Recently, I wrote a critique of the methodology behind Forbes Magazine's annual ranking of U.S. banks. Today, I want to take that a step further and offer my personal guide to analyzing a bank.
How to quantify the intangible
The first step in any bank analysis is an assessment of credit quality and risk management. Always. If anyone ever tells you otherwise, immediately turn and run away.
I recommend two methods for assessing this: the bank's current level of problem loans -- non-performing loans and non-performing assets, in industry jargon -- relative to the rest of the industry, and how consistent the bank's efficiency ratio has been during the past few recessions. Let's talk problem loan ratios first.
Looking at the ratio of a bank's non-performing loans relative to its total assets is a simple metric to compare the asset quality of one bank to another at a certain point in time. Non-performing loans are generally loans that are 90 days or more past due; non-performing assets add loans in foreclosure and bank-owned real estate to the mix.
Because banks operate with so much leverage -- a ratio of 10:1 assets to capital is common -- a small decline in asset value can yield an outsized ding to capital. If the bank's assets lose 10% of their value, that, in theory, bankrupts the whole company. Excess problem loans present an existential crisis for the bank.
In my analysis, I look for banks that have problem loan ratios at or below the industry average during strong economic periods, and have lower-than-industry-average levels during downturns. The problem with this approach is that it's incredibly difficult to predict how a bank's assets will change when the economic cycle moves from boom to bust.
The problem with the "snapshot" view
The Forbes' rankings provide an excellent example of how this static approach can fail. Forbes ranks both Bank of America (NYSE:BAC) and Citigroup (NYSE:C) very high compared to Wells Fargo (NYSE:WFC). The primary driver is that Wells Fargo's current level of problem loans is relatively high while BofA and Citi have successfully run off a sizable chunk of their own problems. I'd argue -- and I have -- that Wells Fargo has a far superior culture of risk management and credit quality.
The proof is in the pudding, and this chart makes that clear. Note the stable and consistent line for the Wells Fargo charts during and after the financial crisis, especially in comparison to the other two banks. That is no fluke; that's a result of Wells Fargo having a superior culture of risk management.
But you wouldn't realize that by taking a static look at the credit boom from 2000 to 2006. Taking that "snapshot" view, as Forbes does in these rankings, clearly fails to determine which banks are making good loans that will stay good when the cycle turns.
A bulletproof vest for banks
To solve this problem, I use the efficiency ratio, and I analyze it over time. I don't particularly care if the efficiency ratio is amazing or just good enough. What I care about is consistency.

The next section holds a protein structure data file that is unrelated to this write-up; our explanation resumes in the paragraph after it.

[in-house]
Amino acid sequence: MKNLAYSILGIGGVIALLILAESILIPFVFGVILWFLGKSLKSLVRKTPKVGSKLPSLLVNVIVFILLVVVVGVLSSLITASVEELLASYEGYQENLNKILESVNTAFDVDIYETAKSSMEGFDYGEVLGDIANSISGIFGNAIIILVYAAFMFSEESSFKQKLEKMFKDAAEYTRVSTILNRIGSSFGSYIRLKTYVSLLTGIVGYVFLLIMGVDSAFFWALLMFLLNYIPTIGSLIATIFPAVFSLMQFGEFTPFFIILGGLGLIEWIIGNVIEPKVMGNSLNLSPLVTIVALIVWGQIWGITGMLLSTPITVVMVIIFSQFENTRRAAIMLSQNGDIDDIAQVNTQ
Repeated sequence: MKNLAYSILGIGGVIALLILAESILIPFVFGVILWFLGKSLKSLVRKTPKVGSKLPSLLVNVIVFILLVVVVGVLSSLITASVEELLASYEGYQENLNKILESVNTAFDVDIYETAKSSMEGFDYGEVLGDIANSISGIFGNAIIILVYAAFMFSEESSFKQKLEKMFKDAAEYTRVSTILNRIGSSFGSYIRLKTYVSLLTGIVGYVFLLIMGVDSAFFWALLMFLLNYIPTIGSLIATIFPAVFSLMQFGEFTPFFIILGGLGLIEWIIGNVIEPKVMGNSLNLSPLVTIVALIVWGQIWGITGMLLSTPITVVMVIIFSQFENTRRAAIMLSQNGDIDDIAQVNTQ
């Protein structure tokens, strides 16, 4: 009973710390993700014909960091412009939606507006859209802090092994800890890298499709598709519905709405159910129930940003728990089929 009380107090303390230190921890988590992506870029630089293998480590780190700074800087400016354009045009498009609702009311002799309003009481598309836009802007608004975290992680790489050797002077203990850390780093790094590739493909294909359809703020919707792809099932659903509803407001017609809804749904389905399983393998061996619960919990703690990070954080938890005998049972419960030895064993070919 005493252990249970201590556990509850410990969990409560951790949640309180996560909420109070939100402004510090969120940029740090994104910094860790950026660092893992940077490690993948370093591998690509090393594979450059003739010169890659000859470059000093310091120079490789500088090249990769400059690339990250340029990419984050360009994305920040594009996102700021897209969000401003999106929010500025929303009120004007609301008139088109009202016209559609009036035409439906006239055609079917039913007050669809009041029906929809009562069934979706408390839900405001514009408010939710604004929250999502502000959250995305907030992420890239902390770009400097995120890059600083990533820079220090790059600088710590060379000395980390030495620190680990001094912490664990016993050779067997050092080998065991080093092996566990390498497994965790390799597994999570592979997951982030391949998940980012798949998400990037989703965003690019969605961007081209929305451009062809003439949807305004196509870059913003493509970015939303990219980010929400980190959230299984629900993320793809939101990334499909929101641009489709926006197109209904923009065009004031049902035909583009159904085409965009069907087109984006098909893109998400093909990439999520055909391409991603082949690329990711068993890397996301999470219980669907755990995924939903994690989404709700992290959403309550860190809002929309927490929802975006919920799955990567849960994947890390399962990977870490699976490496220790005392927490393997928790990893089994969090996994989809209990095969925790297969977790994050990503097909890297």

The efficiency ratio is the ratio of a bank's non-interest expenses to its net revenue. A lower ratio is considered better because it indicates a lower cost structure to produce each dollar of revenue. An appropriate ratio for each bank will vary given each bank's business model and strategy.
For example, Wells Fargo will have a higher ratio than the Bank of Internet (NYSE:AX), but that's a function of the former's expansive branch network versus the latter's Internet-only business model. That higher efficiency ratio is fine, because the branch network allows Wells Fargo to have a ridiculously low cost of funding. Acceptable efficiency ratios will vary, and that's OK.
The next step is analyzing consistency. Why? Because a consistent efficiency ratio is a beautiful proxy for risk management through credit cycles. Employee costs, branch costs, and other administrative costs are pretty stable through ups and downs. Loan losses, on the other hand, can swing wildly. Lots of spikes in loan losses create spikes in the efficiency ratio. That indicates a poor credit culture, the exact characteristic we want to avoid.
From 1996 to 2013, Bank of America's efficiency ratio was extremely inconsistent. Statistically, the ratio varied by 10.72 standard deviations. Wells Fargo, conversely, only saw 2.52 standard deviations during the same period. (Now would be an appropriate time to quickly scroll back up to the quarterly profit chart above.)
Accepting reality and investing accordingly
It's a fatal mistake to ignore the credit cycle when analyzing bank stocks. You just can't rely on ratios that only account for a snapshot in time. Those ratios definitely matter, but not nearly as much as the way banks have performed over time.
History repeats itself. Your golden ticket is to find banks that have successfully weathered the highs and the lows of the past, and invest accordingly for the future.